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Criticism of UCL Constitution Unit paper about choices for new brexit referendum

August 2018

A trio of experts from the Constitution Unit, University College London, recently published "Seven questions" about a possible new "brexit" referendum (1). In the following comment INIREF will address one of these questions concerning: Which choices about UK and EU shall appear on the referendum ballot paper?

INIREF disputes:

Which choices on the ballot?

Constitution Unit writes,
"What might the options be? A key point emphasised by the Independent Commission on Referendums, which reported last month, was the importance of having clear, well-developed options in referendums."

This we can endorse.

However, under question 4 you write,
"In the case of a second Brexit referendum three options look most likely as candidates to be put to the voters: the deal the government has negotiated; leaving the EU without a deal; or remaining in the EU." (1)

We beg to disagree.

The idea of a three choice "preferendum" has been floated by several authors such as ex-minister Greening and anti-brexit campaigner G. Miller. A better designed proposal, with, as you require "clear, well-developed options (for) referendums" was presented months ago as a parliamentary bill by Geraint Davies MP.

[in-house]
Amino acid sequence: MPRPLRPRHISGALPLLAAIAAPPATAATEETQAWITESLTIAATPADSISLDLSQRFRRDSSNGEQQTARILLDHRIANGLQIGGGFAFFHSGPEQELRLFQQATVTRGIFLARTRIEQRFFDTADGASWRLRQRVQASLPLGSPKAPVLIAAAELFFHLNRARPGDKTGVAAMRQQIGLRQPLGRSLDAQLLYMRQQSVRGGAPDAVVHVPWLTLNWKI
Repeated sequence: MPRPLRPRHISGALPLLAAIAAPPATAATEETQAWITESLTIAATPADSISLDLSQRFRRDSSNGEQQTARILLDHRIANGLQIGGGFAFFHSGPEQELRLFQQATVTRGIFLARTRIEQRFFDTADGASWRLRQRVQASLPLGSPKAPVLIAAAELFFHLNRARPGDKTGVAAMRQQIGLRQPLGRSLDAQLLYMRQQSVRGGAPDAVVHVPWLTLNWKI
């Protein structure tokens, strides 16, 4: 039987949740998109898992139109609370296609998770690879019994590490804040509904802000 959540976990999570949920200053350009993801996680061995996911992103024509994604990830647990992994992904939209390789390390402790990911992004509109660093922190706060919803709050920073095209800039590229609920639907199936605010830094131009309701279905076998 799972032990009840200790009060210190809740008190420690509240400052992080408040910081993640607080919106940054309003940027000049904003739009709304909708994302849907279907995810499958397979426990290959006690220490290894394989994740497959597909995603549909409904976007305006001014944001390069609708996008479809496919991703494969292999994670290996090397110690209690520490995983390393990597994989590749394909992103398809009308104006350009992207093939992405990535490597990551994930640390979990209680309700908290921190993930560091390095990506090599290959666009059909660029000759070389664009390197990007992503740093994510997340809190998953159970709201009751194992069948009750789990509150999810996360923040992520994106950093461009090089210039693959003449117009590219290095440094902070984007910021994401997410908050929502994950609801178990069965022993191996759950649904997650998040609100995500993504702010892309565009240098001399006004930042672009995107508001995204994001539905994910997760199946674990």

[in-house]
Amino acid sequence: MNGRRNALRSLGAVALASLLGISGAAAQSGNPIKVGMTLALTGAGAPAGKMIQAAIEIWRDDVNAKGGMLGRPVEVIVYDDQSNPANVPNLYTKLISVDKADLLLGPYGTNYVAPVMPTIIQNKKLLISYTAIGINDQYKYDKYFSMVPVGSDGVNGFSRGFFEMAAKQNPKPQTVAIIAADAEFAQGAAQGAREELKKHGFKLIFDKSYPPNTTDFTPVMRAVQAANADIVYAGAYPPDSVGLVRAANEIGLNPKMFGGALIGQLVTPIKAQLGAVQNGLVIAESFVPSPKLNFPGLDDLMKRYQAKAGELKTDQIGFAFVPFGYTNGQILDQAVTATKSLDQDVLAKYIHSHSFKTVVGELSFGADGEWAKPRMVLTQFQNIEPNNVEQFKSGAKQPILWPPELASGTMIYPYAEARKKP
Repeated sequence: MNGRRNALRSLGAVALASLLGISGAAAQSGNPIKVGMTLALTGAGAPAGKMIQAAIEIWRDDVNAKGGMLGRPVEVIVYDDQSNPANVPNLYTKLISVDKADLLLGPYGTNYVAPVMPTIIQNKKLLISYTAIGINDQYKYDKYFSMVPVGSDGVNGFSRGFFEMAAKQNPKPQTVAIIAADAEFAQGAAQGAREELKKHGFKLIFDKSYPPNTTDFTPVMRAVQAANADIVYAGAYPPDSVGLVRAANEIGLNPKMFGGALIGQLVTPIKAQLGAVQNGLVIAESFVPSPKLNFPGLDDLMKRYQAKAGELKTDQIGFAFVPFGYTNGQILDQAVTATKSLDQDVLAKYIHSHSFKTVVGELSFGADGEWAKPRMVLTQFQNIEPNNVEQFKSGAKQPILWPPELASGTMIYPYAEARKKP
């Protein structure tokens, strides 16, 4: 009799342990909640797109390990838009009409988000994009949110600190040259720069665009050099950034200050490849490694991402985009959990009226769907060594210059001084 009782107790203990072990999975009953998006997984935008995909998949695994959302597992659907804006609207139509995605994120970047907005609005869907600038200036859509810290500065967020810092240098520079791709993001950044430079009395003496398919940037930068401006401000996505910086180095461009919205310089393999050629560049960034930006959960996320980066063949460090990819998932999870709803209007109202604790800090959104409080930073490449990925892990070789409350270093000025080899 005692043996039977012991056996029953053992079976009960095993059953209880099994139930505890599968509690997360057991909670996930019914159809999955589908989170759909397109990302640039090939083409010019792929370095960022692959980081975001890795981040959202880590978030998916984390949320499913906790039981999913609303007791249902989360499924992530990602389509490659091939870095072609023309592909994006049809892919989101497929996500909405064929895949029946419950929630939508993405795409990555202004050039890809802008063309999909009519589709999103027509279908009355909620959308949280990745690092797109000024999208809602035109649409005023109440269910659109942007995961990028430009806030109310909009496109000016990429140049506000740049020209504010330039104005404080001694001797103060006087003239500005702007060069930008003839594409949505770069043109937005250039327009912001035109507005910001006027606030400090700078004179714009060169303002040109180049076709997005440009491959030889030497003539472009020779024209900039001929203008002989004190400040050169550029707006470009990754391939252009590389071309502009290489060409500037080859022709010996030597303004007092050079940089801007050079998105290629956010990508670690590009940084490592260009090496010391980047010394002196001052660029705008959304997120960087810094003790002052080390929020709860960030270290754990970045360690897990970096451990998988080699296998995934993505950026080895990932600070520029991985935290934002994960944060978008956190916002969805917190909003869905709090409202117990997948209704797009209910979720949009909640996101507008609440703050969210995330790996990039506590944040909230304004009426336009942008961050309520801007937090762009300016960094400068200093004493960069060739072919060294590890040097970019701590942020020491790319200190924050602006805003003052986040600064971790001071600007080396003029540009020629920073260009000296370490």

Our proposal below (Iniref), in particular, demands "well-developed" and guaranteed options.

It is neither wise nor necessary to propose that these three options should together be on the ballot paper.  A two-way choice, clearer and more reliable, can be achieved.

Iniref proposal for another referendum about UK and EU relations, "brexit".

As of now (August 2018) we should proceed to plan (as elector-citizens, electoral commission, MPs, government) with the following basic considerations:

Before attempting to make a final decision by referendum we should let the government complete its task of negotiating a withdrawal agreement with the EU. The job will be done only after the EU including all required parts (council, commission, 27 countries) has accepted this deal. The UK government must then publish its final proposal for withdrawal and put this before Parliament for a meaningful decision and then (in a referendum ordered by Parliament) put the matter before the electorate for final approval or rejection.

If no "deal" with the EU can be reached then the choices on the referendum ballot paper would be:

Leave the EU with no agreement.

Remain in the EU.

If a withdrawal arrangement has been reached then the choices on the referendum ballot paper would be:

Leave the EU according to the government's final proposal.

Remain in the EU.

Our suggested method (above) offers in both cases (agreement with EU or not) two worked out and (if chosen) guaranteed alternatives.

Background to our recommendation may be found at

1. The Constitution Unit Blog: Is a second referendum on Brexit possible? Seven questions that need to be answered